But about an hour before we were to leave the house to go to the Villa, it started to rain, really, really hard. It rained so hard that a large tree fell down near our house, knocking out the electricity for the next 12 hours. But we had ordered our dinners already, and we thought we owed it to Cliff to show up for the food he had probably gotten in specially for this night. We drove in a pounding rain to the place. When we got to the parking lot, Cliff greeted us with an umbrella and escorted us into the bar area. He obviously had to cancel the beach soiree (pretend there is an accent aigu over the first "e", and pronounce accordingly, but this is French, not Spanish, like the last word I provided instructions for). Cliff brought us a complimentary cocktail, and we then realized that his electricity was also off. About ten couples are coming for a rather elegant dinner on a special day and the guy has no electricity just as he is about to prepare a 3-course meal.
But Cliff is laughing and seems totally calm, and says something about making do when in Costa Rica, and my wife is trying to make him feel relaxed during a probable tense time like she usually does, which makes me feel less relaxed because her ruse is so obvious to me, because I have known her for so long and I have seen her do this a thousand times before. Basically, Cliff's message was, "we have no electricity, so let's party". Guests kept arriving, and we all sat around while it poured like the devil only a few feet away, and I could hear frogs calling in the rain under the eaves of the open structure with the thatched roof. Candles were lit everywhere, and it was wonderful! Cliff went around to each guest and asked them how they wanted their food cooked, not one person complained about anything, and the orders were sent to the kitchen. Turns out they cook with gas, so the kitchen was lit up with flashlights and candles and they proceeded.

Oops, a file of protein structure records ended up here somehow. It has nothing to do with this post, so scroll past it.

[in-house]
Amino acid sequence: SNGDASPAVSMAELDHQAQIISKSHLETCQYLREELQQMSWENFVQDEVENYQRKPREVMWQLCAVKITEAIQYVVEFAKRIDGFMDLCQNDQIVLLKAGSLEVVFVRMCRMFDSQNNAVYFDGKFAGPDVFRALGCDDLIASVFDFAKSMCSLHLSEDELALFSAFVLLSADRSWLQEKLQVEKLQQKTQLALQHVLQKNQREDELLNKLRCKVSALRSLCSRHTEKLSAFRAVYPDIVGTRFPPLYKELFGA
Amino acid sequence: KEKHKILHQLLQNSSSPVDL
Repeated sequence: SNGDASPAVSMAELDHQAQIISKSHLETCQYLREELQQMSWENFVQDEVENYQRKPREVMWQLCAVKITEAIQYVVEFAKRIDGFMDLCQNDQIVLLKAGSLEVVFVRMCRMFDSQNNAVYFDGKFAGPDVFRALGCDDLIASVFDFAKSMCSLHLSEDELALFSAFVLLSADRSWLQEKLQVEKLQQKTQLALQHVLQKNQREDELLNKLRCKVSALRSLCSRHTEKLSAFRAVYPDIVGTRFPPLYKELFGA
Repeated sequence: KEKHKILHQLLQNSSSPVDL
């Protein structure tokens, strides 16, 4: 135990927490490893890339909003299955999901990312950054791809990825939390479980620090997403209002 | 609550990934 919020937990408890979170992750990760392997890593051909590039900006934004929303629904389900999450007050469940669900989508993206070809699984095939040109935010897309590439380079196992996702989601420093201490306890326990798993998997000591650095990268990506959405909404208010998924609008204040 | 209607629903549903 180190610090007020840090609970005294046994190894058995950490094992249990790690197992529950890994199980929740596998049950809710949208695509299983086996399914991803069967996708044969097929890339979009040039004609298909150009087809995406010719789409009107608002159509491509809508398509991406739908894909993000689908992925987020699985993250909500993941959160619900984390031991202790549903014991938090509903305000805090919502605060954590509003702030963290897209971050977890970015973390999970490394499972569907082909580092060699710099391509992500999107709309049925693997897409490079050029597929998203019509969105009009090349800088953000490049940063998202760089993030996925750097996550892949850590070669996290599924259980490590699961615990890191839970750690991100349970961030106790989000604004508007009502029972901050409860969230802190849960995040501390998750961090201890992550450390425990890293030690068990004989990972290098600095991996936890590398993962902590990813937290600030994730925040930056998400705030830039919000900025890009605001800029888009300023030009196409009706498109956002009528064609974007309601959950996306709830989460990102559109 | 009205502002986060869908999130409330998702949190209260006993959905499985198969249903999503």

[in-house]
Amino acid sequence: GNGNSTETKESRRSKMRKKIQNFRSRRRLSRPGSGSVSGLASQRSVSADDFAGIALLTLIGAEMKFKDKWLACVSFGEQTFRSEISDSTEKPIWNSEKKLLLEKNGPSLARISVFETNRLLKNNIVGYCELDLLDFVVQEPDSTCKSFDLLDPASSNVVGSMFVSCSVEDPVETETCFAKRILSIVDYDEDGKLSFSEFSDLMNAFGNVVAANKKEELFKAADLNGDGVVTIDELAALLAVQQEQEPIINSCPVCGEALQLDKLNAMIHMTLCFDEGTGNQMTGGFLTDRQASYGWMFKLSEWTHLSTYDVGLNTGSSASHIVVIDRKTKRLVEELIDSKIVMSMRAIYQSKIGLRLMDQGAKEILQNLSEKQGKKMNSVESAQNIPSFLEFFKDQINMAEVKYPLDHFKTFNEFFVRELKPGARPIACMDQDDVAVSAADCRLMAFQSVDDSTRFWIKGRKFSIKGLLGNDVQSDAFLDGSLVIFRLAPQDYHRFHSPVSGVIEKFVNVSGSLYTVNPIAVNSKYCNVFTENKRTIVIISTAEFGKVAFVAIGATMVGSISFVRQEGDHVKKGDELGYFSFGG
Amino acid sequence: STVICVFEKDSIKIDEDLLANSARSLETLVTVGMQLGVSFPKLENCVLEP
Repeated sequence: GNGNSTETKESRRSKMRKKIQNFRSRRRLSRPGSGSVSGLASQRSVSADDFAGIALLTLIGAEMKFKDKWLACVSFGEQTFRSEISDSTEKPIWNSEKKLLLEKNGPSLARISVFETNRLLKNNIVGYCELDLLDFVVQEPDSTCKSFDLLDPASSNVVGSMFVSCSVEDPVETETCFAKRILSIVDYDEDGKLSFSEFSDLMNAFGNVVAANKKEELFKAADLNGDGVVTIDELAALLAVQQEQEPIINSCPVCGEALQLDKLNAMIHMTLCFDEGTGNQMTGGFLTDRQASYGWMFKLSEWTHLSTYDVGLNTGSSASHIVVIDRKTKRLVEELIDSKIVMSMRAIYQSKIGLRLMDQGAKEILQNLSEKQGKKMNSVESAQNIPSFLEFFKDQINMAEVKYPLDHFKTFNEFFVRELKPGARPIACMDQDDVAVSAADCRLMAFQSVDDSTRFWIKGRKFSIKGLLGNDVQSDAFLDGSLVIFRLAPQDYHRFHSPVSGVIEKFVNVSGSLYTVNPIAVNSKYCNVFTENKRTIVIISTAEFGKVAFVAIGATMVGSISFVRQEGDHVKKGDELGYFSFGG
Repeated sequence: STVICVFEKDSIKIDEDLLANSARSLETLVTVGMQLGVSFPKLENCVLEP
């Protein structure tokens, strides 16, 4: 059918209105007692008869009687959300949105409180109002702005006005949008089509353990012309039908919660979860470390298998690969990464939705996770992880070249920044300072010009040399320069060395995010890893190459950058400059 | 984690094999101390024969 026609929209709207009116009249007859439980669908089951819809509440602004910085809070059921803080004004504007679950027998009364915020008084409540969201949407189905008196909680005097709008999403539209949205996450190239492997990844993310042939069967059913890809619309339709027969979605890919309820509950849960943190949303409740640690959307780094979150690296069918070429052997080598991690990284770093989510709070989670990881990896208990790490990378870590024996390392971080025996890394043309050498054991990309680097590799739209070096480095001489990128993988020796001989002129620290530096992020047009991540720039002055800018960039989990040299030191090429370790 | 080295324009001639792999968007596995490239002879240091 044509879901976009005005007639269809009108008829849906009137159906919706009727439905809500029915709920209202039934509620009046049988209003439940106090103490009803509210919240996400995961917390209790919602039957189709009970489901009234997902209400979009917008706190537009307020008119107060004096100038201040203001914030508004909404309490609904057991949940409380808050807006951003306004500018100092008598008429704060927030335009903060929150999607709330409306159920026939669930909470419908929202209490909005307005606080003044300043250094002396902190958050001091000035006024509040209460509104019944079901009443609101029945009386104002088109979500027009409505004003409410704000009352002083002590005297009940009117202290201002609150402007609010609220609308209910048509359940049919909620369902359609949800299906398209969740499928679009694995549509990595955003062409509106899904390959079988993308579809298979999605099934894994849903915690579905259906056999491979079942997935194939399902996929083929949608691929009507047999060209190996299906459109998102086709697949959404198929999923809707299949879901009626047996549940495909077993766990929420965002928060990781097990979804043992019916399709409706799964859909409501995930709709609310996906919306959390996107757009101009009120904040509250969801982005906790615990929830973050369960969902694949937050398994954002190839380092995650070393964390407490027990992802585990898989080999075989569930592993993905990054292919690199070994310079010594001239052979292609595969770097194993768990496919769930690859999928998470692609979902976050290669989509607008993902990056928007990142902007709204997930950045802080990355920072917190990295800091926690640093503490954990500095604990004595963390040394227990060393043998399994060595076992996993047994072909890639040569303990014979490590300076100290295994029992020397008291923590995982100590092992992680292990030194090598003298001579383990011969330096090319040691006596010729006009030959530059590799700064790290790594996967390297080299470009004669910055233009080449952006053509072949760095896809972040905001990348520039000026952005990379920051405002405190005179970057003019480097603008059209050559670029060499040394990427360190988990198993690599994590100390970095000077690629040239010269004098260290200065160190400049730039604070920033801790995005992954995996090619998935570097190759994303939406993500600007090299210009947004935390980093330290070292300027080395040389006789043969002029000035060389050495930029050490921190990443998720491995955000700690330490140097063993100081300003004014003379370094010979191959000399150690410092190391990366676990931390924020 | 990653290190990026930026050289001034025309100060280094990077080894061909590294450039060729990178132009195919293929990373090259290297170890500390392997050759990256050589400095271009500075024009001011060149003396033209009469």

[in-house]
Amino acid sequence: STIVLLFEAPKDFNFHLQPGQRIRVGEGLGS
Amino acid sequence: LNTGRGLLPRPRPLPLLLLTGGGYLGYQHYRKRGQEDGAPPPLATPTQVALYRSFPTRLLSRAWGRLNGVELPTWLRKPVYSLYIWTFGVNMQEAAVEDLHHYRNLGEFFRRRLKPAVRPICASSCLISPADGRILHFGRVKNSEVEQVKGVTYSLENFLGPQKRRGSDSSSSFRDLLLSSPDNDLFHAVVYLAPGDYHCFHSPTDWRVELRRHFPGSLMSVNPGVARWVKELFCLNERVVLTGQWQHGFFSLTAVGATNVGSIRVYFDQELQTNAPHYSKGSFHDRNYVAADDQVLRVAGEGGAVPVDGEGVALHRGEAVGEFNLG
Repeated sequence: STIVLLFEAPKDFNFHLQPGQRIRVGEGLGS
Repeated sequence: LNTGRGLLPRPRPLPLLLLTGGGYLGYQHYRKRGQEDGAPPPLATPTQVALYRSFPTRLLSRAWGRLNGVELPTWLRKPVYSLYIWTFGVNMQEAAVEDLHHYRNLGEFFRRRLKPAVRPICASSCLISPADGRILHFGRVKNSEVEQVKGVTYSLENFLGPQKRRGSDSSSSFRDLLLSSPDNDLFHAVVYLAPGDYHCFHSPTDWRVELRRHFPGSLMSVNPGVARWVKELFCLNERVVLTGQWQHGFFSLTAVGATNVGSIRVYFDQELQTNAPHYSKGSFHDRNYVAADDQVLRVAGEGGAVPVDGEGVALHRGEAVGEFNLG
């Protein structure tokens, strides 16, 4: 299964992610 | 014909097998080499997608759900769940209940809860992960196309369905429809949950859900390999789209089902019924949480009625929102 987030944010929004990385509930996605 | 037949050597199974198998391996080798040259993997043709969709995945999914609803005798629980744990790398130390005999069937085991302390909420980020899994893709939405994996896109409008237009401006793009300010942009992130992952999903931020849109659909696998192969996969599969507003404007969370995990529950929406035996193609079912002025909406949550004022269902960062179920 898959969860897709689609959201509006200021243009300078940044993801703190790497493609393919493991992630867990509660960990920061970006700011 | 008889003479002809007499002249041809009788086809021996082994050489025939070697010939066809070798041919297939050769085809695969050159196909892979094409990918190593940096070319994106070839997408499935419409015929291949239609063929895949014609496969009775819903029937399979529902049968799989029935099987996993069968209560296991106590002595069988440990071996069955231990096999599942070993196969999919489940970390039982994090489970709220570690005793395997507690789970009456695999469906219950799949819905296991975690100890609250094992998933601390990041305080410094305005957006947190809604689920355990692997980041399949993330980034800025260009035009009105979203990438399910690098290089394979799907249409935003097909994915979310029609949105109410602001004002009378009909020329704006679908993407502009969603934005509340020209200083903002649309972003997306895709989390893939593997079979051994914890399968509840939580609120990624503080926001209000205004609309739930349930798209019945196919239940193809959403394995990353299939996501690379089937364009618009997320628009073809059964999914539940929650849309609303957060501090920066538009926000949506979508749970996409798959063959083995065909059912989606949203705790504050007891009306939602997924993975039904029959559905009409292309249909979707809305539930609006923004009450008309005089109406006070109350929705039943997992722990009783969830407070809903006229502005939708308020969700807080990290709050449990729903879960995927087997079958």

At about this point, a young man from San Isidro picked up his guitar and began to sing. He continued for about two hours with a fantastic collection of old and new ballads, some in Spanish and some in English. He was surprisingly good. Our dinners came, the music continued, and about this time, the electricity came back on. I realized that my first impulse was one of disappointment. We were eating my candlelight before the power came back, not because we chose to attempt to strike a romantic mood, but because we had to eat by candlelight to see our food. To me, that REALLY was romantic. Cliff caught the change of mood immediately and turned off the incandescent lights that had just flickered on, and we continued almost seamlessly.
I don't consider myself a romantic, mushy kind of guy. My wife says she would like me to be, but I doubt that really. Last night's dinner was as romantic, in the fullest sense of the word, as it gets. My wife did look fantastic, but it was so much more than that. It was romantic because it could have turned completely sour if the attitudes in the room had been different, but they were not. The ambiance was perfect, but not so much out of purposeful design, but because the guests and the restaurant staff went with the flow, improvised, laughed at the inconveniences, and were dissuaded from the idea that weather or power outages would keep us from enjoying the moment. It was also romantic because Robin and I fully recognized the experience as yet another memorable Costa Rican evening that enfolded in a way not quite expected. And OK, it was also romantic because we held hands for most of the night. Some mush is allowed.